A Sense of Fairness
By John M. Schluep
Micheal Meade, the founder of Mosaic, stated in an interview, “Soldiers are trained to follow orders; warriors act in the best interest of the people.” That statement resonates with the Warriors’ Journey Home mission and purpose. In a Columbus Dispatch article some time ago it was reported that Judge Lou Olivera sentenced Sgt. Joseph Serna, a Special Forces soldier with four combat tours in Afghanistan. I will not go into the details of his service in Afghanistan because the focus is on Judge Lou Olivera and what he did. Sgt. Serna, like so many veterans, could not shake the ghosts of war and their demons. He was convicted of DUI and entered the treatment court in Cumberland County, North Carolina where Judge Olivera presides. Serna had fought other adjustment struggles appearing before Judge Olivera 25 times. Sgt. Serna confessed to Judge Olivera that he had not been honest with the court. Judge Olivera sentenced Sgt. Serna to one night in jail. Sgt. Serna arrived and turned himself in “he was trembling” according to the observation of Judge Olivera. “I decided to spend the night serving with him,” Judge Olivera said. As Sgt. Serna sat down on his cell cot he heard the rattle of the door and there stood Judge Lou Olivera, the judge sat down beside Joe as the door was locked by the jailer.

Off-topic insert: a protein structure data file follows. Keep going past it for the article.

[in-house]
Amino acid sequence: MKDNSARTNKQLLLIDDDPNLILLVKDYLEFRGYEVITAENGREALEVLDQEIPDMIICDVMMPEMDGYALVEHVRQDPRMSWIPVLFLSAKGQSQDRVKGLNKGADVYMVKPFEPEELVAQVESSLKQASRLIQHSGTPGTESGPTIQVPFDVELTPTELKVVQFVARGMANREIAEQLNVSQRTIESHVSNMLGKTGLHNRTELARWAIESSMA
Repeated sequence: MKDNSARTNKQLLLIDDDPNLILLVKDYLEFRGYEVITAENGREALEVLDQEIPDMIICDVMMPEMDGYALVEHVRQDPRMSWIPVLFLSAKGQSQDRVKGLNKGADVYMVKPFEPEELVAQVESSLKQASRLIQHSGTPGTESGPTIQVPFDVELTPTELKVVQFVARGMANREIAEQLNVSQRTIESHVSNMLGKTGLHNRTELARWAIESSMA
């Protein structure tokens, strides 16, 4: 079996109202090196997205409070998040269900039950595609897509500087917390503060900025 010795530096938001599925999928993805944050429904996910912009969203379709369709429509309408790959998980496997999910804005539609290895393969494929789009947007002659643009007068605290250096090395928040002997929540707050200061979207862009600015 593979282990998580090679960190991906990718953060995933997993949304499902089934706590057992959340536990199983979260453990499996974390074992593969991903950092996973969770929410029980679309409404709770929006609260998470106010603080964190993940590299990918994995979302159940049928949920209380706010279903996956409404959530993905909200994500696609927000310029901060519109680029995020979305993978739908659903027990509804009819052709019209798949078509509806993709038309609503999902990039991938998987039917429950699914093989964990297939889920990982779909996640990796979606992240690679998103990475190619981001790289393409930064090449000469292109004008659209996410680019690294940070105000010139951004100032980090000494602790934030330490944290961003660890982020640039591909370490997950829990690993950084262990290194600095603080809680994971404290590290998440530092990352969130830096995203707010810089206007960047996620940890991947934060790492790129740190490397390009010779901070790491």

Warriors’ Journey Home is many things but perhaps the most significant is companionship. Soldiers know the meaning of “I got your six.” Judge Olivera demonstrated a sense of fairness, the exercise of incarceration for misdemeanant behavior, coupled with a compassion that said, “I will not let you walk alone through this hell.”